A final little note about the personalized fabric.  One yard of Kona cotton fabric was enough to make a pillowcase.  I think the service and pricing that Shelley offers is very reasonable: she charges $10 for each individual allover design in the colour, size and style of your choosing.  I certainly cannot be bothered spending time designing something like this - and nor do I have the talent to do so! -  and am very happy to pay someone else for such a great looking product.   Plus, Shelley answered my emails the same day I sent them and within hours I was ordering fabric from Spoonflower!  I was so impressed I bought other designs….

Sunday, 23 February 2014

Two out of three ain't bad

I have a lot of fabric scraps.   I have been saving them for a rainy day…  which coincidentally was today when we had rain, hail and even a tornado!

I decided to tackle another Little Things to Sew project and was inspired by these quilted balls by Goke Keiko

featured in this book

I hunted through the bucket of selvedges that sits underneath my sewing table

and my handy assistant (sister N) grouped them into assorted colourways for my use.   I made two quilted balls - a red one and a blue one

I used the fancy stitches on my sewing machine and some variegated King Tut threads to make 6 little crazy patchwork wedges.

freezer paper template ironed to back of crazy patchwork material

I joined these together following the book instructions and then topstitched along the seam lines (again using fancy stitches on the sewing machine).  Once the balls were completed and stuffed, I hand-stitched a row of embroidery stitches along the final seam line.  Hand embroidery is not my forte but they are tidy enough.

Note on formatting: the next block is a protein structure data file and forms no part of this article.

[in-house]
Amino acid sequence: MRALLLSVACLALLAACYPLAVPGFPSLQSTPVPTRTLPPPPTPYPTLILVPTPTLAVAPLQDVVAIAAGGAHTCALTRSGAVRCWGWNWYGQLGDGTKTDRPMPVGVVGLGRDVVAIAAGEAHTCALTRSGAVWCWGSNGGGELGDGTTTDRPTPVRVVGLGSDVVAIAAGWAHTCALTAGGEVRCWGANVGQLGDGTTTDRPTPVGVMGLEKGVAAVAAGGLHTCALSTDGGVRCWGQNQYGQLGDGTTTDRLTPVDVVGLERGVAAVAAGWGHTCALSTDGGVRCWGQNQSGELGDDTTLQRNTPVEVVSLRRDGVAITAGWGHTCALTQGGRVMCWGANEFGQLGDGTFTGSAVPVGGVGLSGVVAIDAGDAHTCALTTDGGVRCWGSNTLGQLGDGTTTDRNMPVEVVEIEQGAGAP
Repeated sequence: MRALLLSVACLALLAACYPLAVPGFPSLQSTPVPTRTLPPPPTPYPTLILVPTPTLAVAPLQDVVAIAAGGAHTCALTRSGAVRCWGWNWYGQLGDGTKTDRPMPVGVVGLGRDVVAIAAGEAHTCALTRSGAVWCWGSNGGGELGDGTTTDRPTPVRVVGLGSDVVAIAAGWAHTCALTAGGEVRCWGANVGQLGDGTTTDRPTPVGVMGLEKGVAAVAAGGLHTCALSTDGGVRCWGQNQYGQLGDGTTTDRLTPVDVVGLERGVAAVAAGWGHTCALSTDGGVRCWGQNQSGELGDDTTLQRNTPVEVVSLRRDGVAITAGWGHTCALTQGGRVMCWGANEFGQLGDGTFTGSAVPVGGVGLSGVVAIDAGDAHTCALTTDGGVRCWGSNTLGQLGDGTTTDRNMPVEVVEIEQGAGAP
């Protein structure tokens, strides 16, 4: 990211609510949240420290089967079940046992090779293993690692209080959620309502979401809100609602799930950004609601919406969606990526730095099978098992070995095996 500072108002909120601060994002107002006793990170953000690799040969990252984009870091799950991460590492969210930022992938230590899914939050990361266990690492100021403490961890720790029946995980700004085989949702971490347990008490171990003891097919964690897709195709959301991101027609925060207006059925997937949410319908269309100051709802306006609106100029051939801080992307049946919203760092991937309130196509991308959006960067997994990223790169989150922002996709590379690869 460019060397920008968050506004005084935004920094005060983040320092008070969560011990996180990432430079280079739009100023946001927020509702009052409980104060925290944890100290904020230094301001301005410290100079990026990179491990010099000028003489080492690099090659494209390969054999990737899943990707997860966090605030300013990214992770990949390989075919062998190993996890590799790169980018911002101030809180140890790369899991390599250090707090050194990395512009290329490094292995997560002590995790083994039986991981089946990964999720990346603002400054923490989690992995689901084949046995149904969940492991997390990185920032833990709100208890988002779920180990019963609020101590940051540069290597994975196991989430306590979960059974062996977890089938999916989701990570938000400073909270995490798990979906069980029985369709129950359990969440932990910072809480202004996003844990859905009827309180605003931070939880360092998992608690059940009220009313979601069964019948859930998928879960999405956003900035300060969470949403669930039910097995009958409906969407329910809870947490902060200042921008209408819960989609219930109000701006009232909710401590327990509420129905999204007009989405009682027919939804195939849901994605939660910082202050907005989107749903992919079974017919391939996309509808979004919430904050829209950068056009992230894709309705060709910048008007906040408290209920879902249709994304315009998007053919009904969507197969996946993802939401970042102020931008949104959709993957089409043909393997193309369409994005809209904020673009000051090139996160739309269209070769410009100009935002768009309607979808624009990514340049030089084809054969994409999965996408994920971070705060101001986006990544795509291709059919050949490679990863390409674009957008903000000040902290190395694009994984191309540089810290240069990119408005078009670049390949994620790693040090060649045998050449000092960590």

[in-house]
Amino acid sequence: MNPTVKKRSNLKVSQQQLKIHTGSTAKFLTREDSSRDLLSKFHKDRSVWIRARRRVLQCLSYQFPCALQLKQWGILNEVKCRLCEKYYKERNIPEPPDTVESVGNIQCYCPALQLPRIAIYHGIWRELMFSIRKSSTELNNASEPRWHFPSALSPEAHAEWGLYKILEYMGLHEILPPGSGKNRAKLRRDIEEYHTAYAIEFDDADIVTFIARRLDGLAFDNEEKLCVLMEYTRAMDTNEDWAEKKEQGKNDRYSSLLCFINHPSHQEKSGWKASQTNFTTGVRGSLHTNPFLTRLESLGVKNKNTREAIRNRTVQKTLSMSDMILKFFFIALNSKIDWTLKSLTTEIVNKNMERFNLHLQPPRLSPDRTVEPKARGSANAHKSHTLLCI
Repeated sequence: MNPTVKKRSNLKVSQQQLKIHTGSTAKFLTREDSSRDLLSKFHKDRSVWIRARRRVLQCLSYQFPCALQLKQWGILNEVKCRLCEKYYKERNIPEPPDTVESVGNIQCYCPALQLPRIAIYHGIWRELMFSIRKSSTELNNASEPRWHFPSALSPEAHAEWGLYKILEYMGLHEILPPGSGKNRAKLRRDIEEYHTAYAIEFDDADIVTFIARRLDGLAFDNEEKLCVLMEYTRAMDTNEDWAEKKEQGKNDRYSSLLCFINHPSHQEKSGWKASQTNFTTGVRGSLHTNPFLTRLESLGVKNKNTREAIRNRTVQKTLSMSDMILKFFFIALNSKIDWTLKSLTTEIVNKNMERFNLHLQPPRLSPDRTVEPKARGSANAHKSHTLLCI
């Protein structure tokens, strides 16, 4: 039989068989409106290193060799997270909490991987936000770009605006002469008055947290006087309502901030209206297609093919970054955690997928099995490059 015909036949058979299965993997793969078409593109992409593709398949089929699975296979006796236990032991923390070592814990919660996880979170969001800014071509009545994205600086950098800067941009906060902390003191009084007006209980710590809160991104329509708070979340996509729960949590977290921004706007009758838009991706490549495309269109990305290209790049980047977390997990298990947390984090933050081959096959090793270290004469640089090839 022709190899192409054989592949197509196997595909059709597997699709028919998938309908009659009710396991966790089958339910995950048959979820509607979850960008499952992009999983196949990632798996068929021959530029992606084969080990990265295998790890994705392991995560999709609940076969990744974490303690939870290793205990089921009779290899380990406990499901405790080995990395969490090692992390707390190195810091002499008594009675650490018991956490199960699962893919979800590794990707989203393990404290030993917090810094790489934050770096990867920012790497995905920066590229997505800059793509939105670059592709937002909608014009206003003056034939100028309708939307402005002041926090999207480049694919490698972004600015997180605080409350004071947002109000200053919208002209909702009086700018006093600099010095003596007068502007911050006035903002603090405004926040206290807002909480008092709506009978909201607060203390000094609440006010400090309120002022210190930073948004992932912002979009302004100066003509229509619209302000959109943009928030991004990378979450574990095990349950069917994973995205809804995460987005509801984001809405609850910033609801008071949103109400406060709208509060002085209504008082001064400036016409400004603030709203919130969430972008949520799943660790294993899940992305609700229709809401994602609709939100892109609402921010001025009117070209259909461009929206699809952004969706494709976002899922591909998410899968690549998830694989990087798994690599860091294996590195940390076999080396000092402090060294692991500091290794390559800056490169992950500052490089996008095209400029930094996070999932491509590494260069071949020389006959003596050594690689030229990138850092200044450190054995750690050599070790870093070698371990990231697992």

I also attached two little circles of fabric over the junction where the wedges (supposedly) met.  Mine looked a little bulky and didn't line up perfectly so I covered them up!

Circle appliqué over the wedges' join - and hand stitched with variegated thread. The row of cross-stitching covers the seam joining the two hemispheres

And after I made these two balls I was forced to stop because, without a thimble, my delicate little fingers were being torn to shreds.  Anyway, I ask you, how many kids do you know who can juggle three balls?  So, following Meat Loaf's advice, I figured that two out of three ain't bad

Wednesday, 12 February 2014


A quick sew using leftover polar fleece

Little Things to Sew Mittens

transport themed polar fleece

I finished the raw edge with a scallop blade on my rotary cutter, and used a decorative ribbon for the elastic casing

Simple and fun to make.  I can see more of these in my sewing crystal ball, and even some lined ones à la  Froo & Boo

Monday, 10 February 2014

It's not a competition…

But if it was, I wouldn't be winning!

I refer again to Lightning McStitch's Cover to Cover Challenge…